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Catrine Tudor-Locke, Meghan M. Brashear, Peter T. Katzmarzyk and William D. Johnson

Background:

Analysis of the 2005–2006 National Health and Nutrition Examination Survey (NHANES) accelerometer data provides the descriptive epidemiology of peak 30-minute cadence (defined as the average steps/min recorded for the 30 highest, but not necessarily consecutive, minutes in a day) and peak 1-minute cadence (defined as the steps/min recorded for the highest single minute in a day) by sex, age, and body mass index (BMI).

Methods:

Minute-by-minute step data were rank ordered each day to identify the peak 30-minute and 1-minute cadences for 3522 adults (20+ years of age) with complete sex, age, and BMI data and at least 1 valid day (ie, 10/24 hours of accelerometer wear) of accelerometer data. Peak values were averaged across days within participants by sex, age, and BMI-defined categories.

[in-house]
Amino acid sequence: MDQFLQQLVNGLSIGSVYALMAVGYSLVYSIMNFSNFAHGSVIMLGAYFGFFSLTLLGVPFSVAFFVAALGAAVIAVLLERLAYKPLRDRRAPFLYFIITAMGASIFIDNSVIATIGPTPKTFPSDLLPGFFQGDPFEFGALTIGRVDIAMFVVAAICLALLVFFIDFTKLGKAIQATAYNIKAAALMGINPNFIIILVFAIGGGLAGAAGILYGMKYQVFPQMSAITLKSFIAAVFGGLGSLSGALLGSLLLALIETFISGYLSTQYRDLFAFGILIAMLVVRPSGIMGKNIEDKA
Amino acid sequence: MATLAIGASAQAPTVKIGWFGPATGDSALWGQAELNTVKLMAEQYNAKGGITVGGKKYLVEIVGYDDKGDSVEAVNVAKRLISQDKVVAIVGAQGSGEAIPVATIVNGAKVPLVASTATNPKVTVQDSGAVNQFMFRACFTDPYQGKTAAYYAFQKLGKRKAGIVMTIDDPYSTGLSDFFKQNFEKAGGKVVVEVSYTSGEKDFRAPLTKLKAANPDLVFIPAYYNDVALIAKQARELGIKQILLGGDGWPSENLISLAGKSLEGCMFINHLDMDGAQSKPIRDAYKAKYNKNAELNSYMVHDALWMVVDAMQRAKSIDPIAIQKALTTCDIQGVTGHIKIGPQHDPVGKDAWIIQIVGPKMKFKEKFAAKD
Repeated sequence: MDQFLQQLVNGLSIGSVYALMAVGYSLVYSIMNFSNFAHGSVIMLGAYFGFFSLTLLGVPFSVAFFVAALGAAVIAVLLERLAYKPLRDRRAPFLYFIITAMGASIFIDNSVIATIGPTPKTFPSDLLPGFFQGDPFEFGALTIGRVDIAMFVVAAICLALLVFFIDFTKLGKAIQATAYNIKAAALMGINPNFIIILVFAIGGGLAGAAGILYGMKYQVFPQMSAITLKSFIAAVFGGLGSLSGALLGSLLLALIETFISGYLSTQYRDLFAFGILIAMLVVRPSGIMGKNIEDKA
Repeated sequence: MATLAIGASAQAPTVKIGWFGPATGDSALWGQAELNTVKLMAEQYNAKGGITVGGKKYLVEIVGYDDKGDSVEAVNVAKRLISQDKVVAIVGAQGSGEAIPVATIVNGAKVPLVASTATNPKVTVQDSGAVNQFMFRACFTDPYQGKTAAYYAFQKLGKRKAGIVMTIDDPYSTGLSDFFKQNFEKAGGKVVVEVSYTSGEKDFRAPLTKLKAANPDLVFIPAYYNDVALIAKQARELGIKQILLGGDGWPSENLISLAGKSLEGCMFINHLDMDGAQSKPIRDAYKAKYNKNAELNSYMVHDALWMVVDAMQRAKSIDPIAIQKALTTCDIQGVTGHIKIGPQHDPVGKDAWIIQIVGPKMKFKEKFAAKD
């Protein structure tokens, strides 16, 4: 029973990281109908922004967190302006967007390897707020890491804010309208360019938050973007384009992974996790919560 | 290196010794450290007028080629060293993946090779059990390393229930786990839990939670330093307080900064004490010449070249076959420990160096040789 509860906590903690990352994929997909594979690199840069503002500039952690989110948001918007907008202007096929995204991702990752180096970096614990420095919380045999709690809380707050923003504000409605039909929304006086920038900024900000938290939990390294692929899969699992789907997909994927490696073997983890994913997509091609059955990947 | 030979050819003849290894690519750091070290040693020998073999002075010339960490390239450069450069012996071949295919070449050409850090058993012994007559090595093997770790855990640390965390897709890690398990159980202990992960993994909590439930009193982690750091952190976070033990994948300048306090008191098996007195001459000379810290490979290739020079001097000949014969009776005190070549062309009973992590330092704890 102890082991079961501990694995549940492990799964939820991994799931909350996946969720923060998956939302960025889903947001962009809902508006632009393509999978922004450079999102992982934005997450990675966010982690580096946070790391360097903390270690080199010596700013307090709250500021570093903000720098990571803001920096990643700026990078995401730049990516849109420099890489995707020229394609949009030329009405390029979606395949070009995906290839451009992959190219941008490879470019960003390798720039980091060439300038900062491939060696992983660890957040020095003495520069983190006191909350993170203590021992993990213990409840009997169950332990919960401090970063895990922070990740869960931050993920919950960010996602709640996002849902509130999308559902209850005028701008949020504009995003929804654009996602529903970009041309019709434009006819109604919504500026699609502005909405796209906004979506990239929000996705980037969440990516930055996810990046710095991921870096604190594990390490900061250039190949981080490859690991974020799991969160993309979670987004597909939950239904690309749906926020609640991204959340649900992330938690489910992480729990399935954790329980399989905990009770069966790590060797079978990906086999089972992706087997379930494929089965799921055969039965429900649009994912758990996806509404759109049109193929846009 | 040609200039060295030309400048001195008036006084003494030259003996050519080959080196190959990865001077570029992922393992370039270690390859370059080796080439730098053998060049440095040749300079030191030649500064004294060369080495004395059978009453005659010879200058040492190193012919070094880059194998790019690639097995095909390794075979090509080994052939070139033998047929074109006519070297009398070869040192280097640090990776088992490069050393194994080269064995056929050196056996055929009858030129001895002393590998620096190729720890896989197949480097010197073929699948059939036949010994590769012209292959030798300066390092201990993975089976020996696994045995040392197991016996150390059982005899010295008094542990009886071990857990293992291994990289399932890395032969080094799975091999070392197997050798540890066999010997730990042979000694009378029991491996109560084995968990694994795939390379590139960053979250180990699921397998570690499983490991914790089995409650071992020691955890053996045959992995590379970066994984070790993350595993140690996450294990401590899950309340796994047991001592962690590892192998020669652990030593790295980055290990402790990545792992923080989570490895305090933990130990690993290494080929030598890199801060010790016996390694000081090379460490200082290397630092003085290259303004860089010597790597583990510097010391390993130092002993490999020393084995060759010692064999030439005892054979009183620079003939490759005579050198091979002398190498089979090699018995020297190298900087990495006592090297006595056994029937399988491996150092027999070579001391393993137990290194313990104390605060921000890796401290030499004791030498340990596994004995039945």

Results:

U.S. adults average a peak 30-minute cadence of 71.1 (men: 73.7, women: 69.6, P < .0001) steps/min and a peak 1-minute cadence of 100.7 (men: 100.9, women: 100.5, P = .54) steps/min. Both peak cadence indicators displayed significant and consistent declines with age and increasing levels of obesity.

Conclusions:

Peak cadence indicators capture the highest intensity execution of naturally occurring ambulatory activity. Future examination of their relationship with health parameters using cross-sectional, longitudinal, and intervention designs is warranted.